Sunday, September 27, 2009

Hit a new stretch of a small creek that feeds out of a lake by about 12:30. It's filled with bass of spotted and smallmouth variety. Today they wanted the baby fluke. Bigger fish weren't present. Which helped confirm my suspicion I should be fishing closer to dark.

Water is really low and clear everywhere. I got 15 from dinky to 13" on baby fluke 3-4 hours. On the walk back, I swum a tube slowly upstream and missed a good bite. Tried again and was a little shocked to see a 17" Sauger (thanks Curtis) on the end of the line. First this year, I believe.

Left and hit the mother stream, hoping to hit some wood piles at dusk. Caught a 16" on a tube. Had a violent blowup pitching Sammy at a laydown. 3 Dinks.

Hit an 'S' curve with wood piles, worked a buzzbait from every angle just to get a tap. Went with the tube. After about the 6th or 7th cast to one particular laydown, I felt a tick. It was on. A quick, violent struggle and I had beached a thick, long smallmouth. It taped 19.5". Ended a long dryspell on bigger smallies.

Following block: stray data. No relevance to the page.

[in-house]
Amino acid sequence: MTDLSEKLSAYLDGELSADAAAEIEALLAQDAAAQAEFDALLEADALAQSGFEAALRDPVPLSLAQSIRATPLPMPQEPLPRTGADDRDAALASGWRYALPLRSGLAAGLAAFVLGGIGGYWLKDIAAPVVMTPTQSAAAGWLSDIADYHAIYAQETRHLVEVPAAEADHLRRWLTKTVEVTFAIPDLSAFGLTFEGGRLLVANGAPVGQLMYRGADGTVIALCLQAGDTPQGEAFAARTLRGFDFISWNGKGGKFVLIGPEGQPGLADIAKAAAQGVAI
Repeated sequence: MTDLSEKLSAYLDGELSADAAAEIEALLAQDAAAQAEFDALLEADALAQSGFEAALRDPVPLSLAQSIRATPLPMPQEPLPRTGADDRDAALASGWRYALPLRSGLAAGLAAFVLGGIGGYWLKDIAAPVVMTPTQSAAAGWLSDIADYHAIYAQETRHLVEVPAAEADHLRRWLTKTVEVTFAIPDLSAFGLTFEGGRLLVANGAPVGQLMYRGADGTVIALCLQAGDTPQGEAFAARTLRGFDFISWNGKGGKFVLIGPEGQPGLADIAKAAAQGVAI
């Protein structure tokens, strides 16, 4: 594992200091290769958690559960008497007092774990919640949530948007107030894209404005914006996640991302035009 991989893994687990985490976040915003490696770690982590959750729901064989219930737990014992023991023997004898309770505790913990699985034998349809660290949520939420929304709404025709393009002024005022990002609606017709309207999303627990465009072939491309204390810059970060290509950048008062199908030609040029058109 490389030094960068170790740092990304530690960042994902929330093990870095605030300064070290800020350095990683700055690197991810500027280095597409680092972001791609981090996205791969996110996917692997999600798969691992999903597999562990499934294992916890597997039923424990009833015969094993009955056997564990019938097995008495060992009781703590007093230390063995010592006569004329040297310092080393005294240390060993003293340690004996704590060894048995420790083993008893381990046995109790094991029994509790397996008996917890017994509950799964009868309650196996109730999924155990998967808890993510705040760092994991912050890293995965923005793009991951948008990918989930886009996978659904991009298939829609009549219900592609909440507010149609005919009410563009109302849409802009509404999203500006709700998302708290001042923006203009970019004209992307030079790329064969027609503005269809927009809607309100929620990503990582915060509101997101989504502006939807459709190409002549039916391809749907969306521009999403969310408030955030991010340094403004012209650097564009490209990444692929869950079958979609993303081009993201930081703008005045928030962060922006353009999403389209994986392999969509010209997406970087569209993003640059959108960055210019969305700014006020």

Totals were 20 bass (19.5, 16) 1 Sauger and a chub 6-7 hours


  1. Nice work on the 19.5" one! You look pretty pleased! The walleye looks like a good catch too. Cheers!

  2. Love following your blog. I enjoy fishing for smallmouth in streams and have learned a lot from your experiences. Also a fisheries biologist with Ohio Division of Wildlife and enjoying seeing Indiana's smallies. What you've got is sauger (or possibly a saugeye). Dark saddles/blotches along side and distinct spots between dorsal spines. If indeed a pure sauger, it is a nice one at that! Are you close to the Ohio River (or is that giving away too much info!).

  3. Curtis, thanks for setting me straight. I can see it now. I noticed the white blotch on the bottom of the tail and immediately thought Walleye. You can't see it in the pic. Most sauger I have caught were more black in color. The dorsal dots didn't look right.

    I catch them pretty rarley in Indiana. Maybe a couple a year. Half the time I'm throwing some sort of topwater, so that rules Sauger and Walleye out most of the time.

    Sauger were reintroduced to the White River after the 2000 fish kill.

    Walleye, are often found below reservoirs in the creeks.

    Nowhere near the Ohio river in this case!

    Thanks for the comments guys, chime in any time.